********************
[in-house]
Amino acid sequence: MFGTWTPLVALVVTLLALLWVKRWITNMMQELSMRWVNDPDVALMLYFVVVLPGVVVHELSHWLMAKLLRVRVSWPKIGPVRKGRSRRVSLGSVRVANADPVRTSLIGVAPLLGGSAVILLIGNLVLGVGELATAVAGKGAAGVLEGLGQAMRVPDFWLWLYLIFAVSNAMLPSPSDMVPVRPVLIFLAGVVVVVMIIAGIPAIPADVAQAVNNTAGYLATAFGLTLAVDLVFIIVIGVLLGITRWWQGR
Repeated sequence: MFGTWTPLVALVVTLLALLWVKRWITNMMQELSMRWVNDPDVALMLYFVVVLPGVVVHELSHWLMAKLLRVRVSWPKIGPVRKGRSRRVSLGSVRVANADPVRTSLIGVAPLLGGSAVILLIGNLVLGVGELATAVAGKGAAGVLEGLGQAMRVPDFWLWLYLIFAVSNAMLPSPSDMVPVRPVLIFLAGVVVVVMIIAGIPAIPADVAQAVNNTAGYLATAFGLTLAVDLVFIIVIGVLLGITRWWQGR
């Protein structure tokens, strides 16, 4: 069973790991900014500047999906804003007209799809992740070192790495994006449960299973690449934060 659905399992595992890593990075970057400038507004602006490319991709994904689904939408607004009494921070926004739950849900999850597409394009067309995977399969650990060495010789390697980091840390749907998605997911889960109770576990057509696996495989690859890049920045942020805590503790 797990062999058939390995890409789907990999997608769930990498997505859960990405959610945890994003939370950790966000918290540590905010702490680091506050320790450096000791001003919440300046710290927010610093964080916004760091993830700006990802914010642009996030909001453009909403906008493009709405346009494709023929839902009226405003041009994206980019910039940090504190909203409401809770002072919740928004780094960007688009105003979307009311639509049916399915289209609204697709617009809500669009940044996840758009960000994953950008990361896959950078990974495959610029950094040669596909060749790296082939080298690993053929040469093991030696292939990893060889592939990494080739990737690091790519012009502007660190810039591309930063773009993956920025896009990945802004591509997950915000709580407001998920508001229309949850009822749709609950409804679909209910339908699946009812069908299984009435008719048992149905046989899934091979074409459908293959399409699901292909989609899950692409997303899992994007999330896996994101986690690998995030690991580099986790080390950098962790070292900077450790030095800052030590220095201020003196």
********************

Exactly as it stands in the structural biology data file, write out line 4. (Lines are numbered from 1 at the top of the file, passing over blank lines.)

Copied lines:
């Protein structure tokens, strides 16, 4: 069973790991900014500047999906804003007209799809992740070192790495994006449960299973690449934060 659905399992595992890593990075970057400038507004602006490319991709994904689904939408607004009494921070926004739950849900999850597409394009067309995977399969650990060495010789390697980091840390749907998605997911889960109770576990057509696996495989690859890049920045942020805590503790 797990062999058939390995890409789907990999997608769930990498997505859960990405959610945890994003939370950790966000918290540590905010702490680091506050320790450096000791001003919440300046710290927010610093964080916004760091993830700006990802914010642009996030909001453009909403906008493009709405346009494709023929839902009226405003041009994206980019910039940090504190909203409401809770002072919740928004780094960007688009105003979307009311639509049916399915289209609204697709617009809500669009940044996840758009960000994953950008990361896959950078990974495959610029950094040669596909060749790296082939080298690993053929040469093991030696292939990893060889592939990494080739990737690091790519012009502007660190810039591309930063773009993956920025896009990945802004591509997950915000709580407001998920508001229309949850009822749709609950409804679909209910339908699946009812069908299984009435008719048992149905046989899934091979074409459908293959399409699901292909989609899950692409997303899992994007999330896996994101986690690998995030690991580099986790080390950098962790070292900077450790030095800052030590220095201020003196």